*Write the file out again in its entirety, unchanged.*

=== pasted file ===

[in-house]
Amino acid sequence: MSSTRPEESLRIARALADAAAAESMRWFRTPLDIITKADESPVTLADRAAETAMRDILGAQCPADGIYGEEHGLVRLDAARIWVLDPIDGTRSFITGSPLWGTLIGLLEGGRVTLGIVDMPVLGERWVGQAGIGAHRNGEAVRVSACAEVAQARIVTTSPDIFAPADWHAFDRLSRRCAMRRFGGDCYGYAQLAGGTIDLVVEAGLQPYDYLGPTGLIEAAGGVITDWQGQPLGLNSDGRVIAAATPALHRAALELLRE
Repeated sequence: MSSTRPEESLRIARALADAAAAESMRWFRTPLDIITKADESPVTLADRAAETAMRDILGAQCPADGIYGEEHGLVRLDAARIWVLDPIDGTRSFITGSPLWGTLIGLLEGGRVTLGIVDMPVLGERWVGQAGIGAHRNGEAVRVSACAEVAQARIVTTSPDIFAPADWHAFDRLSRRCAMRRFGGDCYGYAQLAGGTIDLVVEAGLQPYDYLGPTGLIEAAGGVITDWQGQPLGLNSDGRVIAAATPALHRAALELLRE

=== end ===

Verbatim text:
[in-house]
Amino acid sequence: MSSTRPEESLRIARALADAAAAESMRWFRTPLDIITKADESPVTLADRAAETAMRDILGAQCPADGIYGEEHGLVRLDAARIWVLDPIDGTRSFITGSPLWGTLIGLLEGGRVTLGIVDMPVLGERWVGQAGIGAHRNGEAVRVSACAEVAQARIVTTSPDIFAPADWHAFDRLSRRCAMRRFGGDCYGYAQLAGGTIDLVVEAGLQPYDYLGPTGLIEAAGGVITDWQGQPLGLNSDGRVIAAATPALHRAALELLRE
Repeated sequence: MSSTRPEESLRIARALADAAAAESMRWFRTPLDIITKADESPVTLADRAAETAMRDILGAQCPADGIYGEEHGLVRLDAARIWVLDPIDGTRSFITGSPLWGTLIGLLEGGRVTLGIVDMPVLGERWVGQAGIGAHRNGEAVRVSACAEVAQARIVTTSPDIFAPADWHAFDRLSRRCAMRRFGGDCYGYAQLAGGTIDLVVEAGLQPYDYLGPTGLIEAAGGVITDWQGQPLGLNSDGRVIAAATPALHRAALELLRE